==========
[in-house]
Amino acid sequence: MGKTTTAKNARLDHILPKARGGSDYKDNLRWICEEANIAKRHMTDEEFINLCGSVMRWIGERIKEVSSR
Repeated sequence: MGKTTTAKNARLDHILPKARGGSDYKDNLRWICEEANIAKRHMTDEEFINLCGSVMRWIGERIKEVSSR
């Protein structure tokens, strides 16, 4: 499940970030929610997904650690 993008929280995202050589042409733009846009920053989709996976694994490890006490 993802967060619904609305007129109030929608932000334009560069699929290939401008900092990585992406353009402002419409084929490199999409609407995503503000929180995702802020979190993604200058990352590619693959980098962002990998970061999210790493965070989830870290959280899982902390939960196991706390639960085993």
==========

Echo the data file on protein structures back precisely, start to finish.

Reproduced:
[in-house]
Amino acid sequence: MGKTTTAKNARLDHILPKARGGSDYKDNLRWICEEANIAKRHMTDEEFINLCGSVMRWIGERIKEVSSR
Repeated sequence: MGKTTTAKNARLDHILPKARGGSDYKDNLRWICEEANIAKRHMTDEEFINLCGSVMRWIGERIKEVSSR
């Protein structure tokens, strides 16, 4: 499940970030929610997904650690 993008929280995202050589042409733009846009920053989709996976694994490890006490 993802967060619904609305007129109030929608932000334009560069699929290939401008900092990585992406353009402002419409084929490199999409609407995503503000929180995702802020979190993604200058990352590619693959980098962002990998970061999210790493965070989830870290959280899982902390939960196991706390639960085993």